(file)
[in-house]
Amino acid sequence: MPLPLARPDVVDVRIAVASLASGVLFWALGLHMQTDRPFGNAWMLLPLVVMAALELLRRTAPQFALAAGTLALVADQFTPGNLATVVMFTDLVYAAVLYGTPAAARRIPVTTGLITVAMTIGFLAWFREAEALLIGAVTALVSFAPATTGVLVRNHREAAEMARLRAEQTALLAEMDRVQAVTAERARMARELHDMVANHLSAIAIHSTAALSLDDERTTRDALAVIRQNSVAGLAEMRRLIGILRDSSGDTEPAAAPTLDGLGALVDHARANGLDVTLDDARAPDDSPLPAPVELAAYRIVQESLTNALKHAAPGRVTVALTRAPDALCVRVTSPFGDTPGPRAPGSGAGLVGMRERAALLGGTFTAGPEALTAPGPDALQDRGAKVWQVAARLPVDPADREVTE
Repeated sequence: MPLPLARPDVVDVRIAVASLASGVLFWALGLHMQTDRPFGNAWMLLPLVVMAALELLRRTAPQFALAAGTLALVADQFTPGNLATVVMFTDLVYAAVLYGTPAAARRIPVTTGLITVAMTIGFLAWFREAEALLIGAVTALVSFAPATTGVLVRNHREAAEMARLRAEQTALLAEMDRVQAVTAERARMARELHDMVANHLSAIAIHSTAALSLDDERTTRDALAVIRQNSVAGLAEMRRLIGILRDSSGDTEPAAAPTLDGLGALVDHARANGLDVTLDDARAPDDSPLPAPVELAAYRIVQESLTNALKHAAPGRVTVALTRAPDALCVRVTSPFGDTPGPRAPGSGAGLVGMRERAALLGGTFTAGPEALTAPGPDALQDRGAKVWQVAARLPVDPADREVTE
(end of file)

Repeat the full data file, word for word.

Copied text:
[in-house]
Amino acid sequence: MPLPLARPDVVDVRIAVASLASGVLFWALGLHMQTDRPFGNAWMLLPLVVMAALELLRRTAPQFALAAGTLALVADQFTPGNLATVVMFTDLVYAAVLYGTPAAARRIPVTTGLITVAMTIGFLAWFREAEALLIGAVTALVSFAPATTGVLVRNHREAAEMARLRAEQTALLAEMDRVQAVTAERARMARELHDMVANHLSAIAIHSTAALSLDDERTTRDALAVIRQNSVAGLAEMRRLIGILRDSSGDTEPAAAPTLDGLGALVDHARANGLDVTLDDARAPDDSPLPAPVELAAYRIVQESLTNALKHAAPGRVTVALTRAPDALCVRVTSPFGDTPGPRAPGSGAGLVGMRERAALLGGTFTAGPEALTAPGPDALQDRGAKVWQVAARLPVDPADREVTE
Repeated sequence: MPLPLARPDVVDVRIAVASLASGVLFWALGLHMQTDRPFGNAWMLLPLVVMAALELLRRTAPQFALAAGTLALVADQFTPGNLATVVMFTDLVYAAVLYGTPAAARRIPVTTGLITVAMTIGFLAWFREAEALLIGAVTALVSFAPATTGVLVRNHREAAEMARLRAEQTALLAEMDRVQAVTAERARMARELHDMVANHLSAIAIHSTAALSLDDERTTRDALAVIRQNSVAGLAEMRRLIGILRDSSGDTEPAAAPTLDGLGALVDHARANGLDVTLDDARAPDDSPLPAPVELAAYRIVQESLTNALKHAAPGRVTVALTRAPDALCVRVTSPFGDTPGPRAPGSGAGLVGMRERAALLGGTFTAGPEALTAPGPDALQDRGAKVWQVAARLPVDPADREVTE